It’s that time of year again. Most youth athletes we know usually get a short break right about now, doesn’t matter what sport they play. As we roll into August, though, it’s time to start conditioning, practicing and even playing. Football, of course, is well underway, as any Texas resident knows. For our youngest son, it’s club season for soccer and his first pre-season tournament is next weekend. As we go back to the practicing the sport, it’s time to also practice what amounts to good manners.
Earlier this year, a guy named Rick Coates wrote a great piece on putting the sportsmanship back in sports, saying parents and coaches were exhibiting ‘adult conduct disorder’. His plea about sportsmanship sounds like something your mother would say, doesn’t it? “Be a good sport, honey.” Maybe our kids need to hold up a mirror for us so we can look ourselves in the eye while taking good conduct oaths (each league has them).
Normally I would try for a little less preachiness but I thought we all needed a dose of our own medicine before the fun begins again. Most of you are probably going to nod along with most of what I have to say. Before you do, take a moment to think about your behavior. I’m not saying you’re the problem, I’m saying we’re the problem. Below are first hand examples of mine and each is because a parent lost their cool.
We are the ones who are screaming at the referees. A CYO basketball coach doesn’t like the call a referee made and yells, “what are we paying you for?” The ref decides the coach doesn’t need to be present for the rest of the tournament.
We are the ones yelling at the kids. Players ask their coach to not make them play on the parents’ side of the field. Why? Because the kids don’t like being yelled at by the parents throughout the game.
We are the ones threatening the coaches. A parent calls up the coach late at night and curses and threatens because they didn’t think their child had enough playing time in that evening’s game. This, over an 8 year old’s Little League game, first one of the season.
We are the ones attacking other parents. One parent gets frustrated and takes a swing at a parent from the other team after the two of them exchanged insults throughout the game. Both are banned from the remaining games in the season and reflecting badly on both teams and their clubs.
We are the ones ruining the game for our kids. Is it any wonder 70% of kids quit organized sports by the time they turn 15? So while your kid is conditioning and practicing their athletic skills, let’s practice our manners. In doing so, we’ll show respect for the game and respect for each other. Isn’t that a great thing to teach our kids?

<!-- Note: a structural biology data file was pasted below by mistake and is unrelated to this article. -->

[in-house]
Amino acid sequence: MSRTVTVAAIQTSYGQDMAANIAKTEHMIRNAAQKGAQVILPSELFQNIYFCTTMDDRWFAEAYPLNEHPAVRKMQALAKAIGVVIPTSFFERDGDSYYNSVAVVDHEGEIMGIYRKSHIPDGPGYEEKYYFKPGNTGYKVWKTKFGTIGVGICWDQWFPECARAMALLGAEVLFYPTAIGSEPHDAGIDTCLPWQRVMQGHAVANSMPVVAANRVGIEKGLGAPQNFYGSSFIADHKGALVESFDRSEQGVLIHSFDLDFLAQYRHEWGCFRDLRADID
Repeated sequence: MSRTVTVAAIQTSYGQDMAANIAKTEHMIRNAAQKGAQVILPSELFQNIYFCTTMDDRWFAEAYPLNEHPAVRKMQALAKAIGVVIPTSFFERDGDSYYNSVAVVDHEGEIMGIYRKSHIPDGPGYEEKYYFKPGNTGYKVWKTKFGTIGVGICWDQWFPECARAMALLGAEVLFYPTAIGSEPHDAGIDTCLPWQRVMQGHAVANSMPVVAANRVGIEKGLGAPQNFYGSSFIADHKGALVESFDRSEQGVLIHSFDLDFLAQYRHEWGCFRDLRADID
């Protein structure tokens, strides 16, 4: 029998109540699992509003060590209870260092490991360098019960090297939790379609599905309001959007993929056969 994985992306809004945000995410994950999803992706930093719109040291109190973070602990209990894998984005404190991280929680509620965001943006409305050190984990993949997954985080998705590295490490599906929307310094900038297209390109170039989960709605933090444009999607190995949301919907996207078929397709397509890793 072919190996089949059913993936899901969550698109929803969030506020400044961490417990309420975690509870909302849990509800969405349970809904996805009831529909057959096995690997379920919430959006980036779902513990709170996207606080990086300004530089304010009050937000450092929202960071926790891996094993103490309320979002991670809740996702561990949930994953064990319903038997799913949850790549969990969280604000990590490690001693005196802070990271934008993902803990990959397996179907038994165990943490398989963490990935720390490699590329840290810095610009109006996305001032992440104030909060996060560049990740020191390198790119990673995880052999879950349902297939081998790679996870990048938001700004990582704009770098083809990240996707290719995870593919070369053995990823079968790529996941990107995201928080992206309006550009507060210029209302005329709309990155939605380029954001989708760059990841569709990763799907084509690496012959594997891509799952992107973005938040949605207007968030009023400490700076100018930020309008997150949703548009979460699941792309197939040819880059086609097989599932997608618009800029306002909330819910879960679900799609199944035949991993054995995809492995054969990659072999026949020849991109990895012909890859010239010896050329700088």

What’s the point of youth sports? I believe that we need to reflect on this every time our children take the field, court or starting block. Listening to parents at various sporting events, I’d have to say that they think winning is number 1. After all, didn’t Vince Lombardi say, “Winning isn’t everything, it’s the only thing“? This might work for some activities, but does it really apply to youth sports?
Everyone loves a winner but most games end with a winner and a loser so does that mean that it’s a wasted effort for the losers? I sure hope not. What kind of life would it be if all we ever did was win? Aside from being unrealistic, we wouldn’t learn many lessons if we always won. Some might argue that always winning would dilute the powerful feeling of joy we get from triumph.
So, if not for the sake of winning, what’s the point of youth sports? The answer is probably different for everyone, one activity can fill many roles in our children’s lives. Unfortunately, many people treat youth sports as if only one thing matters. They scream at their children and others’. They get angry at the officials for a bad call. They complain to the coach that their child isn’t being given enough playing time. Sometimes, they have a point. Many times, they don’t. My point for today is that their behavior detracts from the value of the activity dishonors the game. Once your temper become the spectacle, the game, your team and your child suffer.
(For the video, go to YouTube: Respect)
When I think of sport, particularly amateur sports, I think of positive things, like the joy of playing. We have moved our family a lot and we learned that youth sports were a great way for our kids to make friends. Even more, volunteering helped my husband and I meet people. You have something in common, kids and sports, and everyone appreciates a volunteer. It’s not hard to see how sports unite us, is it.
However, we have also seen enough ugly incidents, mostly minor, a few serious, that showed us the worst in people. Whether it’s parents yelling at the refs, coaches yelling at their players (and even the other team’s players) or kids cursing each other, it feels as if we allow ourselves to ignore common civility – courtesy seems too much to ask of people. What is it that makes us be so hateful toward each other? Assuming you agree that it’s time we made a difference in this area, I hope you’ll follow this blog. I want to raise awareness of this issue and offer ideas on how you and I might unite our communities through sport.